Stanziale argues on appeal that the directors' alleged rubber-stamping of major capital expenditures is consistent with bad faith.   We agree.  In re Caremark instructs that a “good faith effort to be informed and exercise judgment” is the core duty of care inquiry.  698 A.2d at 967.   Applying this standard, the Court of Chancery recently held that a plaintiff stated a claim by pleading that directors “consciously and intentionally” disregarded their responsibilities and adopted a “we don't care about the risks” attitude regarding a material corporate decision-hiring a new president.   In re The Walt Disney Co., 825 A.2d at 289.   Stanziale alleges that the directors' inattention when writing multi-million dollar checks was “intentional, willful ․ and malicious.”   The grounds of his claim are that board minutes reflect that the aircraft engine outlays were made with no discussion.   That is enough to survive a motion to dismiss under Federal Rule of Civil Procedure 12(b)(6).   The directors are on notice of the claim, which is cognizable in Delaware, and the grounds upon which it rests.   We of course offer no opinion on whether a corporate board signing large checks without comment constitutes a “we don't care attitude,” for that is not our mandate.   It appears to us possible that Stanziale may prove a set of facts consistent with his claim of irrational decisionmaking, and so dismissal was unwarranted.

We recognize the apparent tension between allowing Stanziale to go forward with this claim while we hold in Count One that the terms of the decision at issue were not irrational, but that is simply Delaware law as we understand it.   In Delaware, the merits of a business decision are considered separately from the process used to reach that decision.   In Brehm v. Eisner, 746 A.2d 244 (Del.2000) (en banc), for example, the Delaware Supreme Court emphasized that “[d]ue care in the decisionmaking context is process due care only.”   Id. at 264 (emphasis in original).   Substantive review of business decisions, the Court explained, instead is effected when decisions are tested for bad faith or waste.  Id.;  see also id. at 264 n. 66 (“directors' decisions will be respected by courts unless the directors ․ do not act in good faith, act in a manner that cannot be attributed to a rational business purpose or reach their decision by a grossly negligent process that includes the failure to consider all material facts reasonably available.”) (emphasis added).15  We infer from this language that an unsuccessful attack on an allegedly egregious decision does not preclude an attack on the process used to reach that decision.   At all events, we believe it would be premature to order dismissal of Count Three on the basis of a connection that the parties have not briefed and that the Supreme Court of Delaware appears to reject. We thus conclude that our decision on this Count accords with our decision on Count One. We hold that the District Court erred in ruling that Stanziale did not allege facts in Count Three showing conscious disregard “with sufficient particularity,” and we will reverse.16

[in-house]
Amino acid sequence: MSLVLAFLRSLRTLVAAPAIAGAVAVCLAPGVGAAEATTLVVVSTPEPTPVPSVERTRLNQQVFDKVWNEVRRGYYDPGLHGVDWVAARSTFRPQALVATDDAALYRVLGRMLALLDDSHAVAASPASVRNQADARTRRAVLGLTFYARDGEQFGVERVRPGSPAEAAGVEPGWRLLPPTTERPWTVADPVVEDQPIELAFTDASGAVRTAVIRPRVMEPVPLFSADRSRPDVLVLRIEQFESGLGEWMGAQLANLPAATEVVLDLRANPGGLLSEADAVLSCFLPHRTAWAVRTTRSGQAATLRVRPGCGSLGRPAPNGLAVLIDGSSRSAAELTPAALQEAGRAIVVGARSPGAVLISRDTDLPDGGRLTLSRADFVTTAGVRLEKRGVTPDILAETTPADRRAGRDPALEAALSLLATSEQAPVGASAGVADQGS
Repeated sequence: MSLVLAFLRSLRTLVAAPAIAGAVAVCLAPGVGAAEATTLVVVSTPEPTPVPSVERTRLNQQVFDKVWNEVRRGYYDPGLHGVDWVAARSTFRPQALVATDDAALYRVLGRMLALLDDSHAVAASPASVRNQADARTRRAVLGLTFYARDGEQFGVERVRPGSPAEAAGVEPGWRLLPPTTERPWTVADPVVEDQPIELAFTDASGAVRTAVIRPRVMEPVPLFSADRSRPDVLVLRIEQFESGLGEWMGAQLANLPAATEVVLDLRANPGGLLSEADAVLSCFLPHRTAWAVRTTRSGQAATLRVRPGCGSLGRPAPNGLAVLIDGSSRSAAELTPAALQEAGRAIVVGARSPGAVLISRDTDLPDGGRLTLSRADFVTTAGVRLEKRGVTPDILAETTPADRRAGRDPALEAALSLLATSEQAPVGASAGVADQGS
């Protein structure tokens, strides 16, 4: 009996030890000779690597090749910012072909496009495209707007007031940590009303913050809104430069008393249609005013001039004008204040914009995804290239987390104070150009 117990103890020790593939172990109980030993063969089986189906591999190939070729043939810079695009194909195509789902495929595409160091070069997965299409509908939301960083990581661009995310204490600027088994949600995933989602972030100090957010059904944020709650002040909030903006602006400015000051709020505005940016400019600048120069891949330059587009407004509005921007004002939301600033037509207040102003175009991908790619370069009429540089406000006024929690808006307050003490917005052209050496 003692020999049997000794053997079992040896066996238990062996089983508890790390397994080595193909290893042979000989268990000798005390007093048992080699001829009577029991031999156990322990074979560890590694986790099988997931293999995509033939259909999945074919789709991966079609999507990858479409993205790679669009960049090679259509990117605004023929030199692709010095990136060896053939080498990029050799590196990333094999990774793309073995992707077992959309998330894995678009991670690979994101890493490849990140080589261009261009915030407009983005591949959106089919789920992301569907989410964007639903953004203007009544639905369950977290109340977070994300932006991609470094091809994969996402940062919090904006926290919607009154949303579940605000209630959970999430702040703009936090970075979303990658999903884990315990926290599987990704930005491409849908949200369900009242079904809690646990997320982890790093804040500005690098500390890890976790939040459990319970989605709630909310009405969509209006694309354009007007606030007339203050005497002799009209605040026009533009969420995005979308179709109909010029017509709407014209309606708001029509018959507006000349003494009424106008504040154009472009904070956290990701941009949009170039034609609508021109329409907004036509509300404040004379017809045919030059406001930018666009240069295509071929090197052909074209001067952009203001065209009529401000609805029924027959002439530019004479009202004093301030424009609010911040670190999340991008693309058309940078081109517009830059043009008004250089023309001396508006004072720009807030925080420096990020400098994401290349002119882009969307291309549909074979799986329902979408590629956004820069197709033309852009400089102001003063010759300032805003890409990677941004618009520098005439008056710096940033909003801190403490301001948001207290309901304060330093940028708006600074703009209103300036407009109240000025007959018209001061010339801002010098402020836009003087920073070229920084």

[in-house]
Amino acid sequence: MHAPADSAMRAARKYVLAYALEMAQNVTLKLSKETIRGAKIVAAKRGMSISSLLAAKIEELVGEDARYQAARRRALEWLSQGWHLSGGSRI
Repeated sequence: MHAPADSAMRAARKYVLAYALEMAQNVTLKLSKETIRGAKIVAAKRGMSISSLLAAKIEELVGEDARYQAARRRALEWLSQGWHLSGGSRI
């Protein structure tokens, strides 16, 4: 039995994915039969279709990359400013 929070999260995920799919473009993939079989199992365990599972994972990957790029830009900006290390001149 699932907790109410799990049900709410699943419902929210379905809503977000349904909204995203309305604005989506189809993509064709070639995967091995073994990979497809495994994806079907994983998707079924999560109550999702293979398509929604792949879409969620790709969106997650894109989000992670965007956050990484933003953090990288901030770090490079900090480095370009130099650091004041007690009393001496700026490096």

Count Four:  Irrational Action/Inaction-Officers

 Taking together Stanziale's list in this Count of allegedly egregious managerial decisions, we conclude that he states a claim.17  Especially troubling is the allegation that the officers failed to process used airline tickets worth one million dollars.   If proved, that might constitute gross negligence-but then, by definition, the only explanation for the failure is not bad faith.   See Parnes, 722 A.2d at 1246.   The allegation that Tower Air's Santo Domingo Route was established and maintained “purely to please” Nachtomi's family, however, seems explicable only by bad faith.   We rely here on Parnes, wherein the Court of Chancery held that a plaintiff stated a claim under Chancery Rule 12(b)(6) when he alleged that a corporate chairman and CEO premised his consent for a merger on a bribe.  Parnes, 722 A.2d at 1246-47.   The Court concluded that independent directors could not have approved such a deal in good faith.  Id. We think no reasonable business person acting in good faith could possibly authorize creating and maintaining an unprofitable airline route for years solely to keep his daughter happy.   A desire for familial harmony is not synonymous with reasoned business judgment.   It appears in light of the Santo Domingo allegation that Stanziale may be able to prove a set of facts consistent with his claim that Tower Air's officers acted irrationally.   As the District Court incorrectly dismissed this Count as factually deficient, we will reverse.18